At one time, Asleep at the Wheel’s steel guitar player Eddie Rivers was a correctional officer in Wisconsin. He worked as a prison guard during the day, and played Western Swing music at night and on the weekends.
“You can’t make a living [playing Western Swing music] up there,” Rivers said in a telephone interview. “The music scene in Wisconsin is not good.”
Then, five years ago, he hooked up with Asleep at the Wheel, and things changed. Rivers quit his day job and moved to Austin.
When we spoke to him last weeek, he was in Williamston, Virginia, promoting the Wheel’s new CD, “Willie and the Wheel,” a collaboration with Texas legend Willie Nelson. Their tour included gigs up and down the East Coast and an appearance on “Late Night with David Letterman.”
“Letterman was interesting,” Rivers said. “The place is a lot smaller than I thought it was.”
As for working with Nelson, Rivers has enjoyed the gig.
“He’s a nice guy, a real gentleman,” Rivers said. “Everything’s going good.”
Rivers’ favorite part of each performance is when the band plays the old Bob Wills songs.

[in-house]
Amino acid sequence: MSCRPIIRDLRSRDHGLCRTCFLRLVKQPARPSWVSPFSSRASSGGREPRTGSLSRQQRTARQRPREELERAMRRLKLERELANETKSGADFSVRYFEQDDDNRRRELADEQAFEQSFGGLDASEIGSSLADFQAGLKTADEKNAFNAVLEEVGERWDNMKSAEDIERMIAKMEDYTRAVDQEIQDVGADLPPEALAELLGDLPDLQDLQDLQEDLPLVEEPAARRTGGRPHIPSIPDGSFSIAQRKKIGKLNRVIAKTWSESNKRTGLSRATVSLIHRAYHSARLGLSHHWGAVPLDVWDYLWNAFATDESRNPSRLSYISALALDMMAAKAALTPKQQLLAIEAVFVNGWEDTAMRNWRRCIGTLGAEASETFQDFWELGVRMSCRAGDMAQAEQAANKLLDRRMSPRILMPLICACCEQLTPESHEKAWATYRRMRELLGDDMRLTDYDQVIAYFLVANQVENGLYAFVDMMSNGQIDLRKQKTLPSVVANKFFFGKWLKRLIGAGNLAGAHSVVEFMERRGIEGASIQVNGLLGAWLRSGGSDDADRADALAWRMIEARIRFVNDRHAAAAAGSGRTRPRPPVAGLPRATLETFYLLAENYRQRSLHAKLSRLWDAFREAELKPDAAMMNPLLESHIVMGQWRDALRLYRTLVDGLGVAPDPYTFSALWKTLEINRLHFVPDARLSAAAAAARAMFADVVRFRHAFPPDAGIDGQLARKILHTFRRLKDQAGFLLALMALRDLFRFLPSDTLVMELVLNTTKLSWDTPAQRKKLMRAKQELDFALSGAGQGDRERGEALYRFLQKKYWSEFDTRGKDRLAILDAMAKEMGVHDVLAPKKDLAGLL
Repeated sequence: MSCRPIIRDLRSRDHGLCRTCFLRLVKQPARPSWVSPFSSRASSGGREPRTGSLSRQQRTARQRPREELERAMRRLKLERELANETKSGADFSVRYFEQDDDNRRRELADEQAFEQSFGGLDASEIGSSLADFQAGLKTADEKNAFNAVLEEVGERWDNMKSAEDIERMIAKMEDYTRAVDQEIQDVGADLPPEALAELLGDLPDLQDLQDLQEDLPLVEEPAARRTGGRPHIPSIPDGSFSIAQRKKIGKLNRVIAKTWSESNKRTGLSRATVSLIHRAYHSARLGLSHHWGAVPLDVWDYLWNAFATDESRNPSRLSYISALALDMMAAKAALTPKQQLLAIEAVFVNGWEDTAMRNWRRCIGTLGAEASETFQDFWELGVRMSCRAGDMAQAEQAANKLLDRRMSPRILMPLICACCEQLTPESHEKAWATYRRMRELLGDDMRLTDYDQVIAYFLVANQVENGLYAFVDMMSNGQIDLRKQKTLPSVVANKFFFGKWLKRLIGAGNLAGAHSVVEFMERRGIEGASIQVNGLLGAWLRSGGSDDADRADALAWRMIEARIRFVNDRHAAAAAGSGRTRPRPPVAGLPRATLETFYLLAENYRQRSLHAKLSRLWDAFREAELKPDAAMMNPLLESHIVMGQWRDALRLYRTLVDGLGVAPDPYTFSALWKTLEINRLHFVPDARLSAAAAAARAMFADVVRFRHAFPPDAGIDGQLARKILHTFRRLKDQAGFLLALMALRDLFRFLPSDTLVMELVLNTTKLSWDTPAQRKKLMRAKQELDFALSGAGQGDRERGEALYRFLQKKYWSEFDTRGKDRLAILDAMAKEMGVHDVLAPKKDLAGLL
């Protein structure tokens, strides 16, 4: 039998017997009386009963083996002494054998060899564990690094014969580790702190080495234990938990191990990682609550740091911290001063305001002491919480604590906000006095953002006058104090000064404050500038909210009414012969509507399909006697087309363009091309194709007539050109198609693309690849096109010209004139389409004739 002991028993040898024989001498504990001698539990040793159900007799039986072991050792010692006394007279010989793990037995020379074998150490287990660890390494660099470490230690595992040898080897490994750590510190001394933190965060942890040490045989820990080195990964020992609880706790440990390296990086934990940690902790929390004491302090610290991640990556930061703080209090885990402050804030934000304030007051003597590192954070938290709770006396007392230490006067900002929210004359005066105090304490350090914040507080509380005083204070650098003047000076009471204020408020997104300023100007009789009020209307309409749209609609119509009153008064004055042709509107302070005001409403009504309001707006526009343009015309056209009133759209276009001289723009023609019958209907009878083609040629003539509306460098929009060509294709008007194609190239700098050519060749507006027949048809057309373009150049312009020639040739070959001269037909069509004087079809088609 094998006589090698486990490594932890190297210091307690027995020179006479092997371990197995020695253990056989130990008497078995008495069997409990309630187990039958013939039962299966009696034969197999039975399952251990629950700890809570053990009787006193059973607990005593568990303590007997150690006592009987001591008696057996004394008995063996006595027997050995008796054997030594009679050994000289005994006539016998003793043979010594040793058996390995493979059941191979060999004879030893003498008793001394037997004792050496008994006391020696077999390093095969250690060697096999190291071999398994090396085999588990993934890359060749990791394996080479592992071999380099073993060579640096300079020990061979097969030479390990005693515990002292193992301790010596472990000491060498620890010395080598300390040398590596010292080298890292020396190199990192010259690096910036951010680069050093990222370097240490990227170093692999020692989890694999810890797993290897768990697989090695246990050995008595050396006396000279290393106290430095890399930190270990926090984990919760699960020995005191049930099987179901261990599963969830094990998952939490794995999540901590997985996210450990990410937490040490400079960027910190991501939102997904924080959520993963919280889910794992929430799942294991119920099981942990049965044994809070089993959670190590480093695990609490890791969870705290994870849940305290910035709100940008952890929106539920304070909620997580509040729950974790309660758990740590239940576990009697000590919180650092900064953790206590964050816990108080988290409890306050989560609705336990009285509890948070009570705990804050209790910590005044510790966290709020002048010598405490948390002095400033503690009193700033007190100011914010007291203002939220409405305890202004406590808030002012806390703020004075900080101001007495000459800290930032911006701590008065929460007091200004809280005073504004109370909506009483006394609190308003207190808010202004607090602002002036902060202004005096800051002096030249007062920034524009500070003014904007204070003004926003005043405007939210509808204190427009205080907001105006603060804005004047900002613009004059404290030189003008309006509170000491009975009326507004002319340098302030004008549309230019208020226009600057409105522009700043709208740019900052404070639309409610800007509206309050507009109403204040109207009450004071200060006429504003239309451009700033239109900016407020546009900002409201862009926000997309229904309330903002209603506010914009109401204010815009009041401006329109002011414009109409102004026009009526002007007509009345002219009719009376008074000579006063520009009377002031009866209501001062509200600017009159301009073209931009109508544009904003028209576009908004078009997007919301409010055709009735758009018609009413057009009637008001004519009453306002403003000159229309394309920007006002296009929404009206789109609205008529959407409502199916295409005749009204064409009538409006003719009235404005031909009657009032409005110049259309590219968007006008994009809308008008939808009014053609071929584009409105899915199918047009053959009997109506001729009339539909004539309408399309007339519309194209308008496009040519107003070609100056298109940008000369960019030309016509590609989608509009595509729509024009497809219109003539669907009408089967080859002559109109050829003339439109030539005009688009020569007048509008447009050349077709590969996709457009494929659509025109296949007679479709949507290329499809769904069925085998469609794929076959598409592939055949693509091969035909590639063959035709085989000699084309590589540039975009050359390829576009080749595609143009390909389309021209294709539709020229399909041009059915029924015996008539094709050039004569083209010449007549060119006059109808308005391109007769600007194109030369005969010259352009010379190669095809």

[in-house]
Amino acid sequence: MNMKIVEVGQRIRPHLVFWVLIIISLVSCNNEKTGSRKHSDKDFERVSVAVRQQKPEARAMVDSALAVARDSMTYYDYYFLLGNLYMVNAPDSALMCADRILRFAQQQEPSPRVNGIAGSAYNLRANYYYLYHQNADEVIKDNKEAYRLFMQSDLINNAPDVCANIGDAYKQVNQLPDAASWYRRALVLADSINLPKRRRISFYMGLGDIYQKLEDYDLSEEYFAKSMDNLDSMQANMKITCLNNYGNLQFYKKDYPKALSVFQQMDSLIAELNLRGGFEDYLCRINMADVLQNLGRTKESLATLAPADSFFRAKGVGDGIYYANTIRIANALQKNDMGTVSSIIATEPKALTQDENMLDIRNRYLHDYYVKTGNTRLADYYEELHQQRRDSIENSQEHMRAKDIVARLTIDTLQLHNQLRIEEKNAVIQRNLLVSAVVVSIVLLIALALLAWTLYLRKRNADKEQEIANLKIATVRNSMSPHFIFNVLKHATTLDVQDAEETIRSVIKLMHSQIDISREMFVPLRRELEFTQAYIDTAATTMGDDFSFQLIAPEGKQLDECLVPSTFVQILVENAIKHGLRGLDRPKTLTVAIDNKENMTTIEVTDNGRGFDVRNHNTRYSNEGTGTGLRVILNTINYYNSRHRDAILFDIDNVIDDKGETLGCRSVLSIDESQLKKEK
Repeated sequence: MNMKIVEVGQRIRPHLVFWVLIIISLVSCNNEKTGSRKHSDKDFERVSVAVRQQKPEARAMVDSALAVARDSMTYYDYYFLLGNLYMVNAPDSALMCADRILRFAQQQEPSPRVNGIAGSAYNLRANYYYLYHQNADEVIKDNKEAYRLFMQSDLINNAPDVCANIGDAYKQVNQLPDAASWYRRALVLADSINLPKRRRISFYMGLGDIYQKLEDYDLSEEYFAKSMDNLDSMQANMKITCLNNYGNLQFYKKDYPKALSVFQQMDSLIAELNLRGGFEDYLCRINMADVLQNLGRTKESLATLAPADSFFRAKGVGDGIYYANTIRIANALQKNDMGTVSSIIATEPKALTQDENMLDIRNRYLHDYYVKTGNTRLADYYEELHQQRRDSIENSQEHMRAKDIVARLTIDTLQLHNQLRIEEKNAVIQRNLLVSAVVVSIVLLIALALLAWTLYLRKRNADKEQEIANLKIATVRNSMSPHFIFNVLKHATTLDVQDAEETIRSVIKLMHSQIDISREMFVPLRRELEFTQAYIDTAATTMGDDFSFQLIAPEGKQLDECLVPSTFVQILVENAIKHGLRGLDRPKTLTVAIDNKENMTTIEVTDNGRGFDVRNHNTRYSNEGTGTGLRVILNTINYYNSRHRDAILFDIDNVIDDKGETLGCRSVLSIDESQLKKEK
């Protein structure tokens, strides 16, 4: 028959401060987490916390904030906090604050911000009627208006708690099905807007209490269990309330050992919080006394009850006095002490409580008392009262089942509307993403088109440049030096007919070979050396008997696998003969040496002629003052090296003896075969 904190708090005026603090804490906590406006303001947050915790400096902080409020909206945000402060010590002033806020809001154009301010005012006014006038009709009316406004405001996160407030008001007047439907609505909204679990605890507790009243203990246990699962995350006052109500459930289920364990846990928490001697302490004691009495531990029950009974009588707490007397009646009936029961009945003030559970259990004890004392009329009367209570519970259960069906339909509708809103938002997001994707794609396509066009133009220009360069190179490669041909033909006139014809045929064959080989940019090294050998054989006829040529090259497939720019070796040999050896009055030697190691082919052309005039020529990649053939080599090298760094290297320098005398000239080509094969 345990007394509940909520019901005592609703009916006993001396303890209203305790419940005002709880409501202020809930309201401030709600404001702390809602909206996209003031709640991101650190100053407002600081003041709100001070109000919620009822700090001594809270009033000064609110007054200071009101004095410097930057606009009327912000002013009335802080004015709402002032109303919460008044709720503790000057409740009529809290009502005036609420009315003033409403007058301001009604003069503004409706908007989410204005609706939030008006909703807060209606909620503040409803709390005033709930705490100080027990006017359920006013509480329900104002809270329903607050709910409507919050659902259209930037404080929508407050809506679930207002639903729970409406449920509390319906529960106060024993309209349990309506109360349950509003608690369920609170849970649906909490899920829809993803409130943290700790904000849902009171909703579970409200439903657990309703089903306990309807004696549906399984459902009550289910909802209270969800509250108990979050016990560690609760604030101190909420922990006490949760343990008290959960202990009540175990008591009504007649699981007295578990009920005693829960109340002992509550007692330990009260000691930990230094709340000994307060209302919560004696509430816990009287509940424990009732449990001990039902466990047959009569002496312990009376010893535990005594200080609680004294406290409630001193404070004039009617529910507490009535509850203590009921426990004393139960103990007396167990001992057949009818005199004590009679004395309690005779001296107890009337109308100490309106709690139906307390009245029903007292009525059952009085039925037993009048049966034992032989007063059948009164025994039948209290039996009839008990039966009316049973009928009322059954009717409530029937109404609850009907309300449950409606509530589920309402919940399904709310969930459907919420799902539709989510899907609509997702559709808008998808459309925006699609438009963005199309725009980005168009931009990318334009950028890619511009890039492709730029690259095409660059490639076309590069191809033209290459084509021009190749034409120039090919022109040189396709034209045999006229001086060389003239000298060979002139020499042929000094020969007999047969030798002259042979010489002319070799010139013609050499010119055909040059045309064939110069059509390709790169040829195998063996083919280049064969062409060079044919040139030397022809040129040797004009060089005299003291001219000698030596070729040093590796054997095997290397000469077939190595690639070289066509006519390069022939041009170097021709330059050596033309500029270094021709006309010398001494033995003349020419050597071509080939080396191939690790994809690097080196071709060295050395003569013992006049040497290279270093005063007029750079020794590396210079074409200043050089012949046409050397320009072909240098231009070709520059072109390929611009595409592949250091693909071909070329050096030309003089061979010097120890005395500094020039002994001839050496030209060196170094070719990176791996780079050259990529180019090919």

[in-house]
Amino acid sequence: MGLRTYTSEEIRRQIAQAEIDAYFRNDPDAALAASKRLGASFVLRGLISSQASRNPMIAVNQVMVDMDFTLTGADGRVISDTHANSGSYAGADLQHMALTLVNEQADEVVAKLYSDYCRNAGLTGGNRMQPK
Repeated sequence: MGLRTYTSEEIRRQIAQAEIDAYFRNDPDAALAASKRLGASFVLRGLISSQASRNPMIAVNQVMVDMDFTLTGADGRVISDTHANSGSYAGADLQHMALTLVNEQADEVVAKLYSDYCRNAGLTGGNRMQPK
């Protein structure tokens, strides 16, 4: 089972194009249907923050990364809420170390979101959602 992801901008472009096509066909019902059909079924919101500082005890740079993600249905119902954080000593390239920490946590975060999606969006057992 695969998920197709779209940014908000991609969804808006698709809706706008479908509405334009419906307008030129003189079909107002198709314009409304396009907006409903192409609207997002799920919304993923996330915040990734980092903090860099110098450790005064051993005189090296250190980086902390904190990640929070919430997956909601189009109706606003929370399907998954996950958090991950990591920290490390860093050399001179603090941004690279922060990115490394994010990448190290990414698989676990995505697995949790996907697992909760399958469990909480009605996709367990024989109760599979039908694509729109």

“Jason Roberts [the band’s fiddle player] does Bob Wills so well, it’s almost like you’re playing with Bob himself,” he said.
Rivers was raised on the old songs and looked to steel players like Herb Remington for his musical influence.
“I like the old timers,” said Rivers, who plays a Fender steel guitar.
Rivers’ steel guitar can be heard in every number the Wheel plays, but sometimes he gets to shine on the band’s more upbeat numbers like “Choo Choo Boogie” and “Bump Bounce Boogie,” when he picks up his saxophone.
“It’s a lot of fun,” he said. “We enjoy what we do and it comes across.”
Rivers’ favorite cut on the new CD is the 1944 Spade Cooley hit, “Shame on You.”
He shines on the cut. It’s hard to make a scolding joyful, but that’s just what Rivers, Willie and the Wheel do with this tune. They make the blues and a broken heart sound good. And that suits this former correctional officer just fine. He’s doing what he loves and loving what he does.
“I never considered myself a prison guard with a hobby,” Rivers said. “I always considered myself a musician with a day job.”
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